National Library of Medicine Drug Information Portal
Medline Plus Health Information
Related diseases are conditions that have similar signs and symptoms. A health care provider may consider these conditions in the table below when making a diagnosis. Please note that the table may not include all the possible conditions related to this disease.
Conditions with similar signs and symptoms from Orphanet
Differential diagnosis includes other forms of isolated dystonia such as Dopa-responsive dystonia (due to either GCH1, SPR, TH), Primary dystonia, DYT6 type (THAP1), and Autosomal dominant focal dystonia, DYT25 type (GNAL). Whilst presenting symptoms may be similar, DYT25 is frequently distinguished by adult-onset focal dystonia, whereas individuals with DYT6 dystonia frequently have prominent cranio-cervical and laryngeal involvement.
Visit the Orphanet disease page for more information.
These resources provide more information about this condition or associated symptoms. The in-depth resources contain medical and scientific language that may be hard to understand. You may want to review these resources with a medical professional.
- Genetics Home Reference (GHR) contains information on DYT-TOR1A. This website is maintained by the National Library of Medicine.
- The National Institute of Neurological Disorders and Stroke (NINDS) collects and disseminates research information related to neurological disorders. Click on the link to view information on this topic.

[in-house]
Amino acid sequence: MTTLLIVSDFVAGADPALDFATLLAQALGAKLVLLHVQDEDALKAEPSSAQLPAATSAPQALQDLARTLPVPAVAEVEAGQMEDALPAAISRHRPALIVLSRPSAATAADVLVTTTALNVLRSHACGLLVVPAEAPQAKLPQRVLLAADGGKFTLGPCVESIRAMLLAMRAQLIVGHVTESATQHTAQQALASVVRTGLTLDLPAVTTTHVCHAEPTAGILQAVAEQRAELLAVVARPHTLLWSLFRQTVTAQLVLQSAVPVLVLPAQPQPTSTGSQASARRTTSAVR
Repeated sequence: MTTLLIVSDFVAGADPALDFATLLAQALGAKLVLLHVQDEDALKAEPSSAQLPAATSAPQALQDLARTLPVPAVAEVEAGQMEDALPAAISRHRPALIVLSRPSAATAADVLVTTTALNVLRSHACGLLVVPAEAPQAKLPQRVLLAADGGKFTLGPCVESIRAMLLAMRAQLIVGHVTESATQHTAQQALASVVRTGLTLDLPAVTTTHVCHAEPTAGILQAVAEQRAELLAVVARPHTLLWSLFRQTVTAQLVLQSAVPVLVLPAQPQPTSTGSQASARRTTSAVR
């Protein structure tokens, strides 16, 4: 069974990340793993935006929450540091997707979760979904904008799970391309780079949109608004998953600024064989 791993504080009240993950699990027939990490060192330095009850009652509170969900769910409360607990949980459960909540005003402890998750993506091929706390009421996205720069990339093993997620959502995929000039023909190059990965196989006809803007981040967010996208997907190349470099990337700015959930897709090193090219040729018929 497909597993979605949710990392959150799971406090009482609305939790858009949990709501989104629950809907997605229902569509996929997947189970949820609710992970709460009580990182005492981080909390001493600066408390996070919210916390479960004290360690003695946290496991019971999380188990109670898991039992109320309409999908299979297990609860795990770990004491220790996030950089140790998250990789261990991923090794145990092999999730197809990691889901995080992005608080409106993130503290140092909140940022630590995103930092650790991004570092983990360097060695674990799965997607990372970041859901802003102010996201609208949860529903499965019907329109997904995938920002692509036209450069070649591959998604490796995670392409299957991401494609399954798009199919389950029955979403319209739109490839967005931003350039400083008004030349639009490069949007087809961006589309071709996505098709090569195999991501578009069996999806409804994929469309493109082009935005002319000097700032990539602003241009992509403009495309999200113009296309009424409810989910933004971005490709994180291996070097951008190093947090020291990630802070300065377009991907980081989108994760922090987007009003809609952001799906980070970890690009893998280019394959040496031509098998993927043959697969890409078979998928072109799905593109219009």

- The National Organization for Rare Disorders (NORD) has a report for patients and families about this condition. NORD is a patient advocacy organization for individuals with rare diseases and the organizations that serve them.
- GeneReviews provides current, expert-authored, peer-reviewed, full-text articles describing the application of genetic testing to the diagnosis, management, and genetic counseling of patients with specific inherited conditions.
- Medscape Reference provides information on this topic. You may need to register to view the medical textbook, but registration is free.
- The Monarch Initiative brings together data about this condition from humans and other species to help physicians and biomedical researchers. Monarch’s tools are designed to make it easier to compare the signs and symptoms (phenotypes) of different diseases and discover common features. This initiative is a collaboration between several academic institutions across the world and is funded by the National Institutes of Health. Visit the website to explore the biology of this condition.
- Online Mendelian Inheritance in Man (OMIM) is a catalog of human genes and genetic disorders. Each entry has a summary of related medical articles. It is meant for health care professionals and researchers. OMIM is maintained by Johns Hopkins University School of Medicine.
- Orphanet is a European reference portal for information on rare diseases and orphan drugs. Access to this database is free of charge.
- PubMed is a searchable database of medical literature and lists journal articles that discuss DYT-TOR1A. Click on the link to view a sample search on this topic.
- Frucht, Steven. Dystonia. National Organization of Rare Disorders (NORD). 2015; https://rarediseases.org/rare-diseases/dystonia/. Accessed 10/31/2016.
- DYSTONIA 1, TORSION, AUTOSOMAL DOMINANT; DYT1. Online Mendelian Inheritance in Man (OMIM). August 9, 2016; https://www.omim.org/entry/128100. Accessed 10/31/2016.
- Ozelius, Laurie and Lubarr, Naomi.. DYT1 Early-Onset Primary Dystonia. GeneReviews. January 2, 2014; https://www.ncbi.nlm.nih.gov/books/NBK1492/. Accessed 10/31/2016.